PATTY LARKIN has always prided herself in her creative approach to music. With WATCH THE SKY, Larkin has created a one of a kind release that she wrote, produced, engineered and edited. Larkin wrote and recorded much of the material as it came to her, assembling tracks and sounds as she went. The result is a raw, intimate gorgeous sound that is all her own. Here Larkin has experimented with a kaleidoscope of sounds, from her "slapsteel" guitar (lap steel detuned, played with drumstick and hand) to the "baribow," an organic take on a string section, played on electric baritone guitar with a child's violin bow. Things take off with a hip hop tinged piece, sung in the voice of a ghost walking the house with a wailing electric blues guitar part, to intimate acoustic guitar with orchestral underpinnings and vocals in the style of Nick Drake. The concept of combining acoustic instruments with modern technology has always intrigued Larkin, and she accomplishes this feat gracefully on SKY.
Larkin's treasured past co producers, Bette Warner and Ben Wittman, joined her at regular intervals to collaborate and give feedback, but much of the process was a solitary venture for her. "I've always been a writer who enjoyed the solitude of the creative process. Learning the technology to be able to record myself and edit it down was something I've been working towards for quite some time. Some of the songs were written in a stream of words as the tracks rolled by, most all of them were recorded immediately after having written them. I feel that I'm stretching myself as an artist on this one. Reinventing how I create. It was a thrilling, at times harrowing experience."
Patty Larkin grew up in a music and arts oriented family in Milwaukee, Wisconsin. Descended from a long line of Irish-American singers and taletellers, her mother is a painter, her sisters both musicians. She learned at a young age to appreciate the beauty and magic of the arts. She began classical piano studies at age 7, and became swept up in the sounds of pop and folk in the 60s, teaching herself the guitar and experimenting with songwriting. An English major, Larkin wrote songs throughout her high school and college career, starting out in coffeehouses in Oregon and San Francisco. Upon graduation, she moved to Boston and devoted herself to music, playing on the streets of Cambridge and studying jazz guitar at Berklee College of Music and with Boston Area jazz guitarists. "I wanted to learn as much as I could about the instrument, how to read for it, how to play anything. I realized the enormity of the task, and somehow gave myself permission to climb the mountain. I'm still learning."
Patty is a rare combination of talents. Over her 10 CD history, she has honed a reputation as a "musician's musician", working with some of the brightest talents in American music. Long a favorite with critics, Patty is that unique level of artistic sophistication - one that her audiences have come to appreciate and her new fans will love. Patty Larkin has achieved a personal best with "Watch the Sky." The ever evolving artist has continued to search for a new voice, a fresh palate. Watch the Sky. Watch Patty Larkin.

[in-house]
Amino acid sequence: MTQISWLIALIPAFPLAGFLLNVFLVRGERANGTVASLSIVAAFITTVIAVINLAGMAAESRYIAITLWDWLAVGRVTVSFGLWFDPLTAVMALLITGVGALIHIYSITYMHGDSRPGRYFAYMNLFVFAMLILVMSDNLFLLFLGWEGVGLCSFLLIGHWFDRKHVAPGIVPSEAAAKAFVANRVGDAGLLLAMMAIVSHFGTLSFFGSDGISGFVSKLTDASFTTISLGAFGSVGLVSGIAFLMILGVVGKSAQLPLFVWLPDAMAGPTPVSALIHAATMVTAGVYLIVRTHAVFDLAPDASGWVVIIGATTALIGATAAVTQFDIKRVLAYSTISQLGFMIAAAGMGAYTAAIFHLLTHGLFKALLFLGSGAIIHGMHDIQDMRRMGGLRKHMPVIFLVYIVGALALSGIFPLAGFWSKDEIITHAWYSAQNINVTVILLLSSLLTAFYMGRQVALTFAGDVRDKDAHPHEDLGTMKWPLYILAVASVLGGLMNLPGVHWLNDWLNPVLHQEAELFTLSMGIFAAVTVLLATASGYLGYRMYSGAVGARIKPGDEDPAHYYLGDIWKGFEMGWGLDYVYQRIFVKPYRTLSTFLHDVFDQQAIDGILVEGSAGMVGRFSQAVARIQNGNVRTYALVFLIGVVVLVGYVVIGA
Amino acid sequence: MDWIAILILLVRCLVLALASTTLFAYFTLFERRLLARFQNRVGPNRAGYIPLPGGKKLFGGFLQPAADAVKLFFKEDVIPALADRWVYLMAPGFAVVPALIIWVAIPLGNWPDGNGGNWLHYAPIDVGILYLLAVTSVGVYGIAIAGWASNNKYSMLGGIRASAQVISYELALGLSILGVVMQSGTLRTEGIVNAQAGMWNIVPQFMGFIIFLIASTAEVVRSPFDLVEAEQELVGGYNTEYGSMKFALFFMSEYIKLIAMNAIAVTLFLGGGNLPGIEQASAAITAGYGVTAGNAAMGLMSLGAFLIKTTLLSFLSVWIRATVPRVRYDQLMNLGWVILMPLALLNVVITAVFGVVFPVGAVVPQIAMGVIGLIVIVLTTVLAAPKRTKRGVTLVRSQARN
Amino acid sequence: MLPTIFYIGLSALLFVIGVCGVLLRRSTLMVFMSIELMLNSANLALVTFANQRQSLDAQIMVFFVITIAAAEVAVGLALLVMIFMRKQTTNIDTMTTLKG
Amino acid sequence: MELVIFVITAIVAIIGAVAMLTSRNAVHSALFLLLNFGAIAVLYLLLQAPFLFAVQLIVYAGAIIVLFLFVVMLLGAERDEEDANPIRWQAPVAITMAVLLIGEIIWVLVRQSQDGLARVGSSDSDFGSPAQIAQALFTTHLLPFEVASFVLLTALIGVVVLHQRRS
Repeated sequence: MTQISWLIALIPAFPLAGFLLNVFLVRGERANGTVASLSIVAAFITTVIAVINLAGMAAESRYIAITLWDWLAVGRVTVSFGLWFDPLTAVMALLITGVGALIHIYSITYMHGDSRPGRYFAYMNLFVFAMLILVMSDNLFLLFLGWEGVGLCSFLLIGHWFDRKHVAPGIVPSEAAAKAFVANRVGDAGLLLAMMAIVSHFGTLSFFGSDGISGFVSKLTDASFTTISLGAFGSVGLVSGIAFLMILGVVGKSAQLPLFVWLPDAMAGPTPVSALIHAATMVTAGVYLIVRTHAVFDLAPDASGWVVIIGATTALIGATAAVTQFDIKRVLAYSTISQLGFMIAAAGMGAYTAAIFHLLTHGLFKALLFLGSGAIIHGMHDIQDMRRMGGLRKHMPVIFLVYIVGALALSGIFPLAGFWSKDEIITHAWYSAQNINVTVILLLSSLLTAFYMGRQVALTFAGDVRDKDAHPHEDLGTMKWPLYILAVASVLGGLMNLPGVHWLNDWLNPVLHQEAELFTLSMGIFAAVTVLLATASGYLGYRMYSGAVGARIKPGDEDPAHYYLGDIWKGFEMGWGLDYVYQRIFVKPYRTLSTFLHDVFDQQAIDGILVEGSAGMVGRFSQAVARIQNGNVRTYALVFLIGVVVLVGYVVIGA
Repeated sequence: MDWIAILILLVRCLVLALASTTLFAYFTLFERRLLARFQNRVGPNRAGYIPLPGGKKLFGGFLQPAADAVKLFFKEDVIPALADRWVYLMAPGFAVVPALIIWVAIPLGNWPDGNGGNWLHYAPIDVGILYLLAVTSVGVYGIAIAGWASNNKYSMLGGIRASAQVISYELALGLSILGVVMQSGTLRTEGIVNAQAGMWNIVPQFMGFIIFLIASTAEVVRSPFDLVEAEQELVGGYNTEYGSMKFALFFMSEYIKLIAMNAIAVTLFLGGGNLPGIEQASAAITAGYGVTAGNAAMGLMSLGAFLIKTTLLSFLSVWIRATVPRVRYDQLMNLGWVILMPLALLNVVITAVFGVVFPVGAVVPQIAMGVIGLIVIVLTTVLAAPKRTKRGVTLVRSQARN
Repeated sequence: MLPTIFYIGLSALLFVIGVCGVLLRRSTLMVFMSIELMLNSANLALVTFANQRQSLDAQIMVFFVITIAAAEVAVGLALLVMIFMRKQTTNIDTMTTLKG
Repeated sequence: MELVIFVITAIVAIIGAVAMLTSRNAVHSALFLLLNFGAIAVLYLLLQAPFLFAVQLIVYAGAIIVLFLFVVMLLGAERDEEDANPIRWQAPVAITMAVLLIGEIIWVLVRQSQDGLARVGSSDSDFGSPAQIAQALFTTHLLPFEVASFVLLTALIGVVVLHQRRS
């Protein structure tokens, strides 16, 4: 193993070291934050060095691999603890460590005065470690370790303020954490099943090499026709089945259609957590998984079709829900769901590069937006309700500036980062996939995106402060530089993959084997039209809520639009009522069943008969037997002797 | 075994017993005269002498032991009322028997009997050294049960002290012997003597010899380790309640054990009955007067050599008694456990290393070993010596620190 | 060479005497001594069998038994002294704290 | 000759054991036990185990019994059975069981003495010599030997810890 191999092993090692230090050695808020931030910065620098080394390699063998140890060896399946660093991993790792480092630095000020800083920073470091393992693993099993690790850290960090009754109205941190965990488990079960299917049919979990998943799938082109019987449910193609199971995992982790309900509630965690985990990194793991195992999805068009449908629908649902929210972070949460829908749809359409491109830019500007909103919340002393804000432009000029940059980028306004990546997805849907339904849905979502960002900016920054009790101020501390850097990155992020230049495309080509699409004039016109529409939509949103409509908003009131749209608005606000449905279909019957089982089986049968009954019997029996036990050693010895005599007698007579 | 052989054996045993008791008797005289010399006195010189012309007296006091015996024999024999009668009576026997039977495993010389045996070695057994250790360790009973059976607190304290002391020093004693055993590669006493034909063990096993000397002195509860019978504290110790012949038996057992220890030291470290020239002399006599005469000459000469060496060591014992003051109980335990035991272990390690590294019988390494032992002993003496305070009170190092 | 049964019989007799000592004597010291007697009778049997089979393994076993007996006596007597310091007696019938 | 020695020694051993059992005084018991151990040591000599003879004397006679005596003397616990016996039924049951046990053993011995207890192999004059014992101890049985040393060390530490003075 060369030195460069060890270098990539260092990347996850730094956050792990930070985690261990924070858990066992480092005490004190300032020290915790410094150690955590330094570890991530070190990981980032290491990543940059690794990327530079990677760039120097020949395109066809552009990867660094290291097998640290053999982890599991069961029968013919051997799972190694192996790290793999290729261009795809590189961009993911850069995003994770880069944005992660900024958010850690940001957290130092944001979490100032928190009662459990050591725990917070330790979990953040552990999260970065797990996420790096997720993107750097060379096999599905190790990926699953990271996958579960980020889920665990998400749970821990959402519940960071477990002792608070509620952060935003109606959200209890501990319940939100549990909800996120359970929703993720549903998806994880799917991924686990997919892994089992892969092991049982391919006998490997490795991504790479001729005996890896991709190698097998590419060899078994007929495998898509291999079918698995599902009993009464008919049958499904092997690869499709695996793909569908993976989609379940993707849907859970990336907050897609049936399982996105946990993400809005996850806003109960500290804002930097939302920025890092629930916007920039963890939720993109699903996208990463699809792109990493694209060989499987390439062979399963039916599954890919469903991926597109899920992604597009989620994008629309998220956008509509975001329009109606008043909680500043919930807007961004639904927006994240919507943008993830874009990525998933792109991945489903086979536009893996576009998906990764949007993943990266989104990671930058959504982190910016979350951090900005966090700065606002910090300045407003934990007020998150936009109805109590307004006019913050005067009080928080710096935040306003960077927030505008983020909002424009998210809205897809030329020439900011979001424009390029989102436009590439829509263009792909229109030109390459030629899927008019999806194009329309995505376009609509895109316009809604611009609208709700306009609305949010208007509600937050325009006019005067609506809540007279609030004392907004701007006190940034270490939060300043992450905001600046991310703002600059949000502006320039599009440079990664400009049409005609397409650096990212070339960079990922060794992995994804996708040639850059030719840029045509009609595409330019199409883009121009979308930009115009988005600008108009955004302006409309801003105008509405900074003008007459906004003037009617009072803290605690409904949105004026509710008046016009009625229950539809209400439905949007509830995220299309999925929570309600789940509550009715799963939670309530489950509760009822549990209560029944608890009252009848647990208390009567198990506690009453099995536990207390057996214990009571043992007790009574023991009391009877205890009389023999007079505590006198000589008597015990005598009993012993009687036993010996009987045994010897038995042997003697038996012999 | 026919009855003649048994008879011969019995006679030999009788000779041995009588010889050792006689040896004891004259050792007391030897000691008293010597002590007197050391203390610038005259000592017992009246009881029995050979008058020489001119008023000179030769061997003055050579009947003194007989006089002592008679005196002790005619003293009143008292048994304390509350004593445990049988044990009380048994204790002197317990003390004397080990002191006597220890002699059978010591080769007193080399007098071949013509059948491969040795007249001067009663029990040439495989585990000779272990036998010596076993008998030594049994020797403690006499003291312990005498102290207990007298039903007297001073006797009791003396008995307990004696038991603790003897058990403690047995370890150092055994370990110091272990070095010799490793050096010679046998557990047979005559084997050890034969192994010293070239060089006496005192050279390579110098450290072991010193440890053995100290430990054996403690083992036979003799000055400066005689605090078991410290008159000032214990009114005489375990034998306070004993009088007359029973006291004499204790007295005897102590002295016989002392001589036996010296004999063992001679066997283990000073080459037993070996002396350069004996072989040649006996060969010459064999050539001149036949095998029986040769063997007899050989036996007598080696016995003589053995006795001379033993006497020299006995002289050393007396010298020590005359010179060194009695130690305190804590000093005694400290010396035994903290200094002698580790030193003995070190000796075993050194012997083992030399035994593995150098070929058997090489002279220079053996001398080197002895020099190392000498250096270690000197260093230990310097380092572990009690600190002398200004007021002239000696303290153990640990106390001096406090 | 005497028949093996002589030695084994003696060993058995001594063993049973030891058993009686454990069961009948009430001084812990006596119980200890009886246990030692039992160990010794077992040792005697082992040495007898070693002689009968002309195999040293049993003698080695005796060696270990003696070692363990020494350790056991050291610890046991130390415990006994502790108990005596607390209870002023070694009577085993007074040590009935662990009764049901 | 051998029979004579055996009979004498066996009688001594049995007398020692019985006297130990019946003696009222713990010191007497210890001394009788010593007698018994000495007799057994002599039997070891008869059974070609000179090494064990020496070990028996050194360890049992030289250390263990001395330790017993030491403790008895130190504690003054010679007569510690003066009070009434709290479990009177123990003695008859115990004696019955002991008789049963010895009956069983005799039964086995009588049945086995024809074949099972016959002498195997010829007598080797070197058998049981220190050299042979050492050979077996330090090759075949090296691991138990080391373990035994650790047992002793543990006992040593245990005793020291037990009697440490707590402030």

Patty on the recording process:
The recording process was mostly solitary. The good thing was that I could hit Delete whenever I felt like it. The down side was that there was no one around to bounce ideas off of until after the fact. Some of the songs were written the way I've always written: guitar in hand, notebook and pen ("Cover Me", "Dear Heart"). Others were written to tracks I had put down and looped or arranged, the melodies and lyrics written and sung as the music floated by. "Beautiful" and "All Souls Day" come to mind. This was new ground for me, exciting, terrifying territory to uncover as a writer. When I write and record I want to get to the place that Brenda Ueland talks about in "If You Want To Write." She says the creative state is similar to that of a child sitting on the floor playing with beads: fully engrossed, no time, fully present. That is the place I went to, until the left side of my brain kicked in and said, "Hit Record, now!" Loops were built off of lap steel percussion, drum machine patterns, baritone guitar licks. Sometimes the song called for a rhythmic underpinning, and other times there was no click, only the ebb and flow of the lyric to direct me ("Hollywood"). I ran vocals, toy organ, a small Casio keyboard and a 1950s lap steel through an old Leslie cabinet which lent an eerie, classic vibrato to all it touched. I have an old 60s baritone guitar made by Telsco, a Japanese company that was imitating Fender at the time. It's a spaceship like thing. I created my own version of a cello or viola part by bowing the harmonics with my daughter's violin bow. For me, hearing the scrape of the bow suggests the idea of a string part. It's as if the mind fills in what it expects to hear. All in all, the recording process was a coming together of old and new: funky collectable instruments, beautiful handmade acoustic guitars, and computer software that has changed the recording process for so many songwriters. It's a new world out there. Glad to be walking in it, watching the sky.